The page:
ONE BOAT OF TWELVE
Things got worse from there. Unexpected mechanical failures sidelined one vessel after another, stranding more and more communities. By February, only one of 12 ships was still operational, serving just two towns.
One Tenakee Springs resident captured the mood of many coastal and island communities in an email to KCAW public radio in Sitka, where I’m a reporter, writing: “Up the proverbial shit creek without a proverbial paddle we are.”
The ferry stoppage has hit predominantly Native communities with particular force. The Southeast towns of Angoon and Hoonah, for example, saw food supplies dwindle and grocery store shelves run bare as the stoppage dragged on. Things got so bad that by February larger towns started organizing food drives—running emergency relief into the towns on fishing boats. Eventually, the state chartered a private tour company to make limited passenger runs as a stopgap measure.
There is some relief on the horizon for Angoon and Hoonah, with intermittent ferry service expected to resume in March, but that has done little to quell fears over the long term reliability for this critical link to the outside world.
The cuts to the ferry system came along with a range of budget reductions, as Dunleavy sought to curtail spending on state services. Department of Transportation Commissioner John MacKinnon said that while the administration is not happy about the breakdown in service, he stands by what he calls the original purpose of the cuts.
“The purpose of those cuts was to start a conversation among policymakers and the public of how much we can afford, what is the right amount to subsidize, what is the right amount to invest in the system,” MacKinnon said.
MacKinnon said DOT has to consider the transport needs of the entire state—not just coastal communities—and determine how much support the ferry system should receive.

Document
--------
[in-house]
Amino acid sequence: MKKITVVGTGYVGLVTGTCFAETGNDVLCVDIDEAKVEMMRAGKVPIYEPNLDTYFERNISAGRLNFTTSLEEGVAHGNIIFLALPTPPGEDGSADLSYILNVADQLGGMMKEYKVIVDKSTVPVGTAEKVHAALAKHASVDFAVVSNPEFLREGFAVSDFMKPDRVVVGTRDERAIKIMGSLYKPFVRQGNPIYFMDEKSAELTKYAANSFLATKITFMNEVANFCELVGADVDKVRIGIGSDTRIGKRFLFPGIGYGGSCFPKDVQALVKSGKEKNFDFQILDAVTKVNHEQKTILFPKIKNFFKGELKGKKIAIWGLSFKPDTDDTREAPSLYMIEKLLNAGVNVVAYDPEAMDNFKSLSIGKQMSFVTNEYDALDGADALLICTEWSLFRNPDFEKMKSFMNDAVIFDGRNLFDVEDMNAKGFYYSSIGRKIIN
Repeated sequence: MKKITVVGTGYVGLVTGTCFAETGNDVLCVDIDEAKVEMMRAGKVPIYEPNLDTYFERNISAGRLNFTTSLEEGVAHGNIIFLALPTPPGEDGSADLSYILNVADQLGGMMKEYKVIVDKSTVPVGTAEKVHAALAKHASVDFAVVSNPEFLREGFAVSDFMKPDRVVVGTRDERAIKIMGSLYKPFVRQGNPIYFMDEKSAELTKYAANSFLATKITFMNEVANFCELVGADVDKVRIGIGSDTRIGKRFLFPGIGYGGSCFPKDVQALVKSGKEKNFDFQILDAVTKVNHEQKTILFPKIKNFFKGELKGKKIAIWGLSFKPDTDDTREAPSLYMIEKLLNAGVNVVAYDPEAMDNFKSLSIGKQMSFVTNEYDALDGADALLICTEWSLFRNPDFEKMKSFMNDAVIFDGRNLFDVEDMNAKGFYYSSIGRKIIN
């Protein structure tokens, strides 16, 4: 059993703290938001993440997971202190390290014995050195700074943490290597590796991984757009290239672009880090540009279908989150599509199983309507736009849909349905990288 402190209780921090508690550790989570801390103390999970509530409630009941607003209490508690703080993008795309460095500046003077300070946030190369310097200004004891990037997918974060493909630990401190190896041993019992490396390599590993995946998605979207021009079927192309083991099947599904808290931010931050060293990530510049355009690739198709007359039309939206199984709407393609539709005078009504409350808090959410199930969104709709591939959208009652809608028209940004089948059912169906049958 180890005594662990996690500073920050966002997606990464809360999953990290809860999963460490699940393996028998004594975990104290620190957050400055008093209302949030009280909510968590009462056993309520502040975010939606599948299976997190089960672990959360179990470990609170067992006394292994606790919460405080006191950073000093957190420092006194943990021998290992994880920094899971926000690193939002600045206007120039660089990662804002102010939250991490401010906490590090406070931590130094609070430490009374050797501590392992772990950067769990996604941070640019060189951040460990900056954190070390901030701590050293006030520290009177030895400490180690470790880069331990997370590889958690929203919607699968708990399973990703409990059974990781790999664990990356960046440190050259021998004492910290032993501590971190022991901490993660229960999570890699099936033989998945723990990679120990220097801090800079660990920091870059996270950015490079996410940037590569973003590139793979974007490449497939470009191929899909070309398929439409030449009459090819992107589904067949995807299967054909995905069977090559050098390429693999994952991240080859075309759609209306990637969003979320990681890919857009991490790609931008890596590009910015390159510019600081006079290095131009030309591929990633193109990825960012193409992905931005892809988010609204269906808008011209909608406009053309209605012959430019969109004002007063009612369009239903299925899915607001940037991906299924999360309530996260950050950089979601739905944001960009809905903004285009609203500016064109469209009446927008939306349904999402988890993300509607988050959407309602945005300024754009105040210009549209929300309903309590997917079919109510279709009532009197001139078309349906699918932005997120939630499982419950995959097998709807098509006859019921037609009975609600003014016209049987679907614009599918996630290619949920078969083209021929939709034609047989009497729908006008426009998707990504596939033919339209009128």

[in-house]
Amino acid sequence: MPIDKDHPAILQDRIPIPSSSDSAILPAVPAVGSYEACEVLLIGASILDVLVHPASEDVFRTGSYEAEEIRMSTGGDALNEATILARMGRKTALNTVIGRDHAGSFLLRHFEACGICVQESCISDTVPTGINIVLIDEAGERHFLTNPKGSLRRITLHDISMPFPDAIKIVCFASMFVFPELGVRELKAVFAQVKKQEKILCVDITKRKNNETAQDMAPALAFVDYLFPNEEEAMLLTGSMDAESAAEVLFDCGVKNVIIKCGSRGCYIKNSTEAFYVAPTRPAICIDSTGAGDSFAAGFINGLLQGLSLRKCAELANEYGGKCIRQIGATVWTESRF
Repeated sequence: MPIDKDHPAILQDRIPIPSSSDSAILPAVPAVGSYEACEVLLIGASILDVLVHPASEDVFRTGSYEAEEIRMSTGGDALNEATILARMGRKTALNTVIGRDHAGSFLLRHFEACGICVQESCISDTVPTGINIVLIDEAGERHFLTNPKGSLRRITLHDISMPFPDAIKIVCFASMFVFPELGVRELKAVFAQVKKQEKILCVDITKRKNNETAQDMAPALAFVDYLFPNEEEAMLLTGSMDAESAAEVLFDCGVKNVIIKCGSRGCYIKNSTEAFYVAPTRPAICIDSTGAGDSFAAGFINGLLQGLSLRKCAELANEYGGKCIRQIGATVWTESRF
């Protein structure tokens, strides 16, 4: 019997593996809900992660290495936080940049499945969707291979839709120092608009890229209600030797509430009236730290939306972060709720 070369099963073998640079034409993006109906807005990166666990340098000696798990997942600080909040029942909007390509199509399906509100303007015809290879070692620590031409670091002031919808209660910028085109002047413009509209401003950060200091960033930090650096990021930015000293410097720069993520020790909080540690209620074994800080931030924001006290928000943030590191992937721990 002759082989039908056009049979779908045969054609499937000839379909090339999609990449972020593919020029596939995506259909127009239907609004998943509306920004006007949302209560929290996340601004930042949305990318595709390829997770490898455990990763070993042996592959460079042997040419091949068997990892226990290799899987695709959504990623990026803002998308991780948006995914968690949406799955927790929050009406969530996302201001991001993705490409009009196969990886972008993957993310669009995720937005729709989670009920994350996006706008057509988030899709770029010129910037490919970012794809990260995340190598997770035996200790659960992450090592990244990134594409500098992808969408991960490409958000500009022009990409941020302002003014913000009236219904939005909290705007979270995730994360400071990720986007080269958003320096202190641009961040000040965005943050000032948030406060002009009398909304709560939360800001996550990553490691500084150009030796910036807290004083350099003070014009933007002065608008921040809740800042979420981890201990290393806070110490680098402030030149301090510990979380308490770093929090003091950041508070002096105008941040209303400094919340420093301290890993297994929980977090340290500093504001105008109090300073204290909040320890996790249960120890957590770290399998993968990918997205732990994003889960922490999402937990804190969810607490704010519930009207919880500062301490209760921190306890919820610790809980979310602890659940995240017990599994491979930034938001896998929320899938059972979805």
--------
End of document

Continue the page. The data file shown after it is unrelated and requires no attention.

“The ferry system we were operating was collecting 35 percent of the cost of a ticket through the farebox—heavily subsidized,” MacKinnon said. “These 35 communities were getting a benefit that hundreds of other communities throughout the state were not getting.”
DOT is providing alternative transportation options in certain cases, including two passenger runs in late February and early March connecting Tenakee Springs and a few other towns back to Juneau, though as of this writing it’s unclear whether chartered trips will become a regular thing.
Meanwhile, both the governor and the legislature have moved to boost ferry funding to restore basic service and cover unanticipated repair costs. The governor also appointed a nine-person advisory board, tasked with coming up with a set of recommendations by late September.
Tenakee Springs, however, will likely have to wait even longer. The town was left off the summer schedule, and its aging dock is being replaced starting in July, a project that won’t be complete until December at the earliest.
Faced with this uncertainty, some residents have already moved away.
Nikita Chase, the single mother who has resorted to chartering floatplanes for groceries, hopes it doesn’t come to that.
“We have looked into moving to other areas,” she said. “But really this is our home and we will fight to stay here till we can’t.”
Ari Snider is a native of Belfast, but has been working in Alaska since graduating from Brown University.